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formedbrds

missing link between brain and immune system found

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The way I'm reading the article is that the accumulation of proteins in the brain is the result of the previously unknown but now thought to be a faulty vessel system with certain neurological diseases?

 

Since this is a very small system, I'm imagining that inflammation of the vessel pathway is causing a bottle neck preventing the receptors from binding normally, which maybe why anti-inflammations help relieve the symptoms.

 

And I have no idea what I'm talking about.

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I thought it might be interesting to see if there's anything new on this topic (original full text)

 

New Brain Lymphatic Vessels Drain Old Concepts Aug 2015 http://www.ncbi.nlm.nih.gov/pmc/articles/PMC4563157/

 

Arguably the most appealing aspect of the existence of meningeal lymphatic vessels is the insight it provides about the circulation of T cells in the brain. Immune cells and immune-related molecules are increasingly recognized to play crucial roles in brain wiring in both development and disease. Interestingly, Kipnis' lab has previously shown that removal of dcLN can induce learning and memory impairments in mice (Radjavi et al., 2014), suggesting that disrupting T cell circulation has gross behavioral consequences. Mapping the cellular lymphatic route and understanding its potential role in behavioral paradigms such as learning and memory, sleep, and stress will advance our understanding of communication between the central nervous system and the immune system. Furthermore, elucidating a potential path for T cell circulation could potentially unveil new therapeutic targets for interventions in neurodegenerative diseases and neurological disorders, including those considered to be triggered by inflammatory responses, such as multiple sclerosis.

 

Get It through Your Thick Head: Emerging Principles in Neuroimmunology and Neurovirology Redefine Central Nervous System “Immune Privilege” April 2016 http://pubs.acs.org/doi/abs/10.1021/acschemneuro.5b00336

 

Abstract

The central nervous system (CNS) coordinates all aspects of life, autonomic and sentient, though how it has evolved to contend with pathogenic infections remains, to a great degree, a mystery. The skull and cerebrospinal fluid (CSF) provide protection from blunt force contacts, and it was once thought that the blood-brain barrier (BBB) was a fortress that restricted pathogen entry and limited inflammation. Recent studies, however, have caused a revision of this viewpoint: the CNS is monitored by blood-borne lymphocytes, but can use alternative strategies to prevent or resolve many pathogenic challenges. In this Review, we discuss emerging principles that indicate how the CNS is immunologically unique from peripheral tissues. We focus on developments that include glymphatics, recently characterized brain lymphatic vessels, distinctions in innate and adaptive immune strategies, novel points of entry for neurotropic viruses, and, finally, how the periphery can influence CNS homeostasis and immune responses within the brain. Collectively, these attributes demand a re-evaluation of immunity in the brain: not privileged, but distinct.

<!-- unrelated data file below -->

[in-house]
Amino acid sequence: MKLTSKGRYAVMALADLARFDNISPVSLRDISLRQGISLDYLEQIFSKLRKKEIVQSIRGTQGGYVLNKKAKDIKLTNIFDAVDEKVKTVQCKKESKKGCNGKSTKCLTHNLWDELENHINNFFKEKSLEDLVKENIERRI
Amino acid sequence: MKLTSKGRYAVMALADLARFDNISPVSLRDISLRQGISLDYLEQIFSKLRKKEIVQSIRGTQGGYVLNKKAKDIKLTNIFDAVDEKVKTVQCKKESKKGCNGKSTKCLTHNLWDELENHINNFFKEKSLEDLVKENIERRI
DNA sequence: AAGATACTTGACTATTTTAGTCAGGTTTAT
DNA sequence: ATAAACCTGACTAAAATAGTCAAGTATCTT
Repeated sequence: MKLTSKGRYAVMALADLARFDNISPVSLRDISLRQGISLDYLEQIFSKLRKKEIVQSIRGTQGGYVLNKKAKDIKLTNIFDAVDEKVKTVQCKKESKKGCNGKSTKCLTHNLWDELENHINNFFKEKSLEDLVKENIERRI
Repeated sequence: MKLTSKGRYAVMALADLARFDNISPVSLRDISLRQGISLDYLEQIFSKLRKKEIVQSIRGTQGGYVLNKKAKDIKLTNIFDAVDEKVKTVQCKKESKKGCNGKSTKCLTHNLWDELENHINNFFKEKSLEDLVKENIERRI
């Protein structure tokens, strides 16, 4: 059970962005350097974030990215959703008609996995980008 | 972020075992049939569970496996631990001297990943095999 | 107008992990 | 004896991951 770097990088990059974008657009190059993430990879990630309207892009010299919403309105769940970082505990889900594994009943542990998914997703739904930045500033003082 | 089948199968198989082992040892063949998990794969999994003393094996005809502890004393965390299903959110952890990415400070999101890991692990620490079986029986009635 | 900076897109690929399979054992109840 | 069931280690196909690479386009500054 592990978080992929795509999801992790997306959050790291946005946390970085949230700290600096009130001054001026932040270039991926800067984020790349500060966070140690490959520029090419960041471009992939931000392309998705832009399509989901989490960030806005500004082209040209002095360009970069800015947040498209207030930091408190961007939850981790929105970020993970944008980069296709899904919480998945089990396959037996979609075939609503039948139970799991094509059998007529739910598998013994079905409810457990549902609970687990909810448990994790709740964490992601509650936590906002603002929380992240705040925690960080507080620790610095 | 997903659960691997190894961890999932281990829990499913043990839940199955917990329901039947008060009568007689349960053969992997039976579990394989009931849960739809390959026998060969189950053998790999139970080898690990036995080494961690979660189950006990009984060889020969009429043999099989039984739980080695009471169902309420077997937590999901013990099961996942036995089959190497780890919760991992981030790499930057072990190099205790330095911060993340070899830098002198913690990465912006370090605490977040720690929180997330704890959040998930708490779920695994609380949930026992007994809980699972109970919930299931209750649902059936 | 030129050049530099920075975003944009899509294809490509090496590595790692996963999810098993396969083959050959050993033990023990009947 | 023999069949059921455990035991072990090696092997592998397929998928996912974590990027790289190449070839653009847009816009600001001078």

Commentary: Structural and functional features of central nervous system lymphatic vessels
James J. Bradstreet,1,2 Marco Ruggiero,3,* and Stefania Pacini4 Dec 2015 http://www.ncbi.nlm.nih.gov/pmc/articles/PMC4686591/
The meningeal lymphatic system: a route for HIV brain migration? June 2016 http://www.ncbi.nlm.nih.gov/pubmed/26572785
Edited by jan251

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Thinking out loud, how might intestinal health, i.e. "the second brain," be involved in inflammatory processes involving lymph?

 

Platelet interaction with lymphatics aggravates intestinal inflammation by suppressing lymphangiogenesis. http://www.ncbi.nlm.nih.gov/pubmed/27313177

 

in spite of elevated lymphoangiogenic factors during colonic inflammation, platelet migration to LV suppressed lymphangiogenesis, leading to the aggravation of colitis by blocking the clearance of inflammatory cells. Modulating the interaction between platelets and LV could be a new therapeutic means for treating IBD.

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